For more information, visit the City’s project page [http://www.manassascity.org/grantave], where you can sign up for project updates, and view the meeting presentation which provides background information and describes how the meeting was conducted.

Dale City Revitalization Project Public Open House

Prince William County is holding a public open house for a presentation on the Dale City Revitalization Project at the Hylton Memorial Chapel, 14640 Potomac Mills Rd, Woodbridge, VA on Monday 18 July, 2016 from 6:00 – 8:00 PM. The presentation will focus on suggested improvements for revitalization of the Dale Blvd-Minnieville Rd area in Dale City that have been developed this year, with community input.

Dale City Revitalization Public Meeting Announcement

Dale City Revitalization Public Meeting Announcement (click to open)

The Dale City Revitalization Project is a continuation of the planning efforts initiated by the Prince William County Planning Office beginning with last year’s American Institute of Architects (AIA) Sustainable Design Assessment Team (SDAT) report (link to report here). Issues identified in the original SDAT report include developing a sense of place for Dale City, addressing transportation deficiencies such as a lack of sidewalks, bike paths and connections to neighborhoods, revitalizing run-down commercial properties, and adding genuine community spaces. The SDAT report suggested a focus on two areas, the Dale Blvd-Maple Dale intersection, and what they termed, The Streets at Minnieville and Dale.

Streets at Minniville and Dale Map

Streets at Minniville and Dale Map

The County successfully submitted a proposal for a Metro Washington Council of Governments (MWCOG) grant for a Transportation and Land Use Connection (TLC) Project that has funded further planning work on “The Streets of Minnieville and Dale” design concept. The open house presentation will include details developed from this new planning project that were shaped through a process of community input.

Dale City - Dale Blvd/Minnieville Revitalization Map

Dale City – Dale Blvd/Minnieville Revitalization Map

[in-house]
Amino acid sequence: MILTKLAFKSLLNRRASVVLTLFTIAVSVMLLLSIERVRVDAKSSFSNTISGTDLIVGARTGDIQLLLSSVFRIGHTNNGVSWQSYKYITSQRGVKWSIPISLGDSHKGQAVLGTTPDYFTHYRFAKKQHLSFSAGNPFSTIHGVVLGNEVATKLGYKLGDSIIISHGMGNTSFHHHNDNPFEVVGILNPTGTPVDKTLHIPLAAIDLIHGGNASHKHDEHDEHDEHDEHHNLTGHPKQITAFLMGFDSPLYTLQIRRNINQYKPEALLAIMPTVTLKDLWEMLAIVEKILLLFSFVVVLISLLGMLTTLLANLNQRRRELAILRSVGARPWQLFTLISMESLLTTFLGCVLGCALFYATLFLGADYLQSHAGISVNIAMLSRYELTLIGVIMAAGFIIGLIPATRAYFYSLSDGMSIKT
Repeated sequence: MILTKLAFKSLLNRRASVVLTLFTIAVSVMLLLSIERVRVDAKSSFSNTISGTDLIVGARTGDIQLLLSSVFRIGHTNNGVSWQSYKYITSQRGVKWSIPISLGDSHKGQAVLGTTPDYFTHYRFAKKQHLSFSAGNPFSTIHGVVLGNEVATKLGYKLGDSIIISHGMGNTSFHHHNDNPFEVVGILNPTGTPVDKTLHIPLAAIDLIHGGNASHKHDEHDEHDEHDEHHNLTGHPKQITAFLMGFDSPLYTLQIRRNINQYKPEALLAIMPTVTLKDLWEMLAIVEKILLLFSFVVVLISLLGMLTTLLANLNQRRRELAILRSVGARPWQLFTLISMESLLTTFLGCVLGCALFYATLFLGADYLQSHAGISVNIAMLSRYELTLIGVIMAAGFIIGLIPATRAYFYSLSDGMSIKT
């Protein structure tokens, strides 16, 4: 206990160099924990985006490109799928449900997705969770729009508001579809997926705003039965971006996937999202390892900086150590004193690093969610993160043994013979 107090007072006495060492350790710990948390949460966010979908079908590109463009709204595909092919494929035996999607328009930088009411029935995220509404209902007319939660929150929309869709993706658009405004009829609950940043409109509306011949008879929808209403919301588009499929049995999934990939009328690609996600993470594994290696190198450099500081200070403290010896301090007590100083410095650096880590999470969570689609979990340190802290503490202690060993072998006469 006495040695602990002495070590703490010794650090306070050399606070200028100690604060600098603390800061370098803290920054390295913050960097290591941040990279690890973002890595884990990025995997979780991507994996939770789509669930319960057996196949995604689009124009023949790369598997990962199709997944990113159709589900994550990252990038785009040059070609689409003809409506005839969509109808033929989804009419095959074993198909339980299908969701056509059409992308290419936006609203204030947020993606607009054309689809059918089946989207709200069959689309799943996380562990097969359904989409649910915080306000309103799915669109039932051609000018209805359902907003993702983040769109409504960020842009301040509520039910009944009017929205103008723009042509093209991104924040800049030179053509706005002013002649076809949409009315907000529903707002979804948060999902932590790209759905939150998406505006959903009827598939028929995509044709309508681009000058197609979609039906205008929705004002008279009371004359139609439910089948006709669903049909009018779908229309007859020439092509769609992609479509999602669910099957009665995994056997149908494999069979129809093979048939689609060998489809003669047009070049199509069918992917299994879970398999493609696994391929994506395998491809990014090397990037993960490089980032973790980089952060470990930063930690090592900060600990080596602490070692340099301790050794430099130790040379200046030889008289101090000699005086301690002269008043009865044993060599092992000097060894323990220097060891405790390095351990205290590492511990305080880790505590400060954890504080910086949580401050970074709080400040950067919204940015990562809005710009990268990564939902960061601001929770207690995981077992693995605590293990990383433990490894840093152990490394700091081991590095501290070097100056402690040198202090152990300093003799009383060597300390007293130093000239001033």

The Prince William County Planning Office contact for the project is Ryan Foster, Community Development Manager. He can be reached by phone at 703-792-7359 or rfoster@pwcgov.org

City of Manassas Solicits Ideas to Improve Grant Ave

The City of Manassas is soliciting ideas for how to improve Grant Avenue at a public meeting on Wednesday 29 June 2016 at 7PM in the Georgetown South Community Center, 9444 Taney Rd, Manassas, VA. Active Prince William encourages residents to attend the meeting and provide input on ways to help make Grant Avenue a safer place to bike and walk.

GrantAve Streetview at railroad underpass

GrantAve Streetview at railroad underpass

The public meeting on Wednesday is the beginning of the planning process for the Grant Ave corridor from Lee Ave to Wellington Rd. The Manassas spokeswoman who announced the project stated that the intent is to consider potential improvements to the existing public right-of-way without acquiring additional private property. The City mentioned potential pedestrian improvements as an option, but there was no mention of bicycling improvements. This is an opportunity to suggest that Grant Ave should be a safer place to ride bikes and walk.

Grant Ave Road Profile Proposal

Grant Ave Road Profile Proposal – courtesy of @FixRoute28 (on Twitter)

In its current state, this section of Grant Ave is unfriendly to bicyclists. Active Prince William’s Bicycle Comfort Level Map (http://ow.ly/c24d100cBbG) shows this stretch as “Low Comfort” due to multiple lanes of traffic, high traffic volumes, and no accommodations for bicycles along the route.

Grant Ave StreetView

Grant Avenue StreetView at Taney Rd

See additional details from the announcement here.